Allusions to Dante: the Loss of Identity in "The Waste Land"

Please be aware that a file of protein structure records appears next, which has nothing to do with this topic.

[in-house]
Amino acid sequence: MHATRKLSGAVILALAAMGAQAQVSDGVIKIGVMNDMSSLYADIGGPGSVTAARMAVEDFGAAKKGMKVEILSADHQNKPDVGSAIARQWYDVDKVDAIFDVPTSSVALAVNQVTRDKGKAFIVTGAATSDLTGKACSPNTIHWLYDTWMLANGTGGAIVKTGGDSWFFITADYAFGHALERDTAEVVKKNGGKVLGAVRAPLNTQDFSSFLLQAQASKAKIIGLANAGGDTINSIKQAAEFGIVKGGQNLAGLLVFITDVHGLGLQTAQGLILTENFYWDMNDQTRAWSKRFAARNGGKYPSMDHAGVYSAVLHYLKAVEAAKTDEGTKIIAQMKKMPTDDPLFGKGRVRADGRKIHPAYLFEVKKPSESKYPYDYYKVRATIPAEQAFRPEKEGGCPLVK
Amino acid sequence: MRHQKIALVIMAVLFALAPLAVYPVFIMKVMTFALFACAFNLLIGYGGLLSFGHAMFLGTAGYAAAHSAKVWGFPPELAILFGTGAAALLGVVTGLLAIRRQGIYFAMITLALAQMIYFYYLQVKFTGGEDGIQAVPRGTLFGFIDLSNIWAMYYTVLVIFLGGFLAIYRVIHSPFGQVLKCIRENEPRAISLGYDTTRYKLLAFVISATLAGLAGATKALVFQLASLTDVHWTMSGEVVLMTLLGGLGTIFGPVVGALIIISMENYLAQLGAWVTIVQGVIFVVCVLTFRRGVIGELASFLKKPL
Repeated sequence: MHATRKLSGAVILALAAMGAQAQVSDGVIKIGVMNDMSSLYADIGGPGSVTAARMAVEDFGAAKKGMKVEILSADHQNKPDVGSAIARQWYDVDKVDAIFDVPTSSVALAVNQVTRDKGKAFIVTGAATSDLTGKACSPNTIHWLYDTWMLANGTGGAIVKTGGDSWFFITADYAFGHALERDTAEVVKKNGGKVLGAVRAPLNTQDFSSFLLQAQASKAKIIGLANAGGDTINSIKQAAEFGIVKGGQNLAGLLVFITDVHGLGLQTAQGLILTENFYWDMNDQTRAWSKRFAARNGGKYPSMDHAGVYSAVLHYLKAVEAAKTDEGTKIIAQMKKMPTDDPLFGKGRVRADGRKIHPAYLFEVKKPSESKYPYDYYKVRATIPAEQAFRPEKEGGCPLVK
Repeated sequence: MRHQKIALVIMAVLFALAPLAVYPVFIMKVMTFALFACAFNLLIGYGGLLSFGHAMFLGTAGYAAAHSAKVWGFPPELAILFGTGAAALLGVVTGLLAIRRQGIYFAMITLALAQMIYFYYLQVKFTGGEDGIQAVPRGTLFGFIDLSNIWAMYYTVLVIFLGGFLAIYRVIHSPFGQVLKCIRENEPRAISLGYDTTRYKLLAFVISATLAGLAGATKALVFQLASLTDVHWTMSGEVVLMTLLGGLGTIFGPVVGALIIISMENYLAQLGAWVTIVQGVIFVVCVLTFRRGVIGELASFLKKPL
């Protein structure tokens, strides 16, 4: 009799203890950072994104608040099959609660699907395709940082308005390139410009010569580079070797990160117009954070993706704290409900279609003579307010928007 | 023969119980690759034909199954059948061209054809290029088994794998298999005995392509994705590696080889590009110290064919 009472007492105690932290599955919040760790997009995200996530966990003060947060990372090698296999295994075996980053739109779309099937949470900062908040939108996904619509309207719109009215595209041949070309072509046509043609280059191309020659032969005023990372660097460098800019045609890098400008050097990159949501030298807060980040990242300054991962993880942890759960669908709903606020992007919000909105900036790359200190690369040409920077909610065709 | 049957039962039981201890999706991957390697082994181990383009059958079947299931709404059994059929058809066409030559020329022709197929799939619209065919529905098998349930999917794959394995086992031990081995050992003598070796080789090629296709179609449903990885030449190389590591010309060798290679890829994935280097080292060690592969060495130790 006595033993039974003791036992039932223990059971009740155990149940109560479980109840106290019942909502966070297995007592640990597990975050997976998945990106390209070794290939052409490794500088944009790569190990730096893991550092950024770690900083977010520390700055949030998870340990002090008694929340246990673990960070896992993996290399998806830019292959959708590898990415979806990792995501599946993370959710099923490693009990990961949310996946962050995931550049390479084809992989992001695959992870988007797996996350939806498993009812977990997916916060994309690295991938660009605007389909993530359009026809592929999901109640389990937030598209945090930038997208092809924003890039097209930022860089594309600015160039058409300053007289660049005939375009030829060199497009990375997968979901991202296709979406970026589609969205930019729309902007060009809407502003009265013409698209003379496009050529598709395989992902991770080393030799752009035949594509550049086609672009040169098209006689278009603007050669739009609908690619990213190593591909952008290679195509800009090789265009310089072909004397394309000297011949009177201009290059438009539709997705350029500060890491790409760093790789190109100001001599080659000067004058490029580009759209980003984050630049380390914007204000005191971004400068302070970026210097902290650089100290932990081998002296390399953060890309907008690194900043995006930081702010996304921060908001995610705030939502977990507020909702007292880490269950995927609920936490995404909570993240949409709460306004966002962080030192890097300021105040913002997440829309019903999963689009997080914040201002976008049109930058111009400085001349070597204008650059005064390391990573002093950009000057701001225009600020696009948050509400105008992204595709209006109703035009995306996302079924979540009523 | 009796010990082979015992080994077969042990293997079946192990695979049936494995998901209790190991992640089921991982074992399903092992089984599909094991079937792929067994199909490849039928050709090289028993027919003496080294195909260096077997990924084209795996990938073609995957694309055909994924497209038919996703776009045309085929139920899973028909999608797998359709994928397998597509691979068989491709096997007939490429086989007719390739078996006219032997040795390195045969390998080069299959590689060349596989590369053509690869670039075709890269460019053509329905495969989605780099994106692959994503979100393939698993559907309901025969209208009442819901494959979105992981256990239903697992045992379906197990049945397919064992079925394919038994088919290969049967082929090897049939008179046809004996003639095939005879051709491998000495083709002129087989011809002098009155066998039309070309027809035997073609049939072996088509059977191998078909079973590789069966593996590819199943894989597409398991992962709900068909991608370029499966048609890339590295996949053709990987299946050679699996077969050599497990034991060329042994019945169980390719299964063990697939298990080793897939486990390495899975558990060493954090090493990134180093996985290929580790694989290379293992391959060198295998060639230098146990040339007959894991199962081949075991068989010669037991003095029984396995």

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Alex Harleen Allusions to Dante: the Loss of Identity in “The Waste Land” Harleen 1 The shifting perspectives and vague characters in T.S. Eliot’s “The Waste Land” make for a confusing read. On my second time through the poem, a series of allusions to Dante stood out in a passage. Hoping to better understand this part of the poem, I compared the tone and structure of the passage to what I knew of Dante. On the surface, Eliot constructs the same multitudes of dead that Dante powerfully describes in “Inferno.” However, a comparison between the passage and “Inferno” proved problematic; unlike Dante’s writing, Eliot’s passage focuses on the crowd, ignoring the individual. Comparing the passage to Dante’s “Inferno” reveals that in “The Waste Land” the identity of the individual is lost, leaving the uniform and unexpressive group. Near the end of Eliot’s first section, The Burial of the Dead, Eliot quotes from Dante: “I had not thought Death had undone so many” (Eliot 63). Just past the gates of Hell, Dante utters the same line after witnessing a long file of souls condemned to Hell. Eliot’s allusion to
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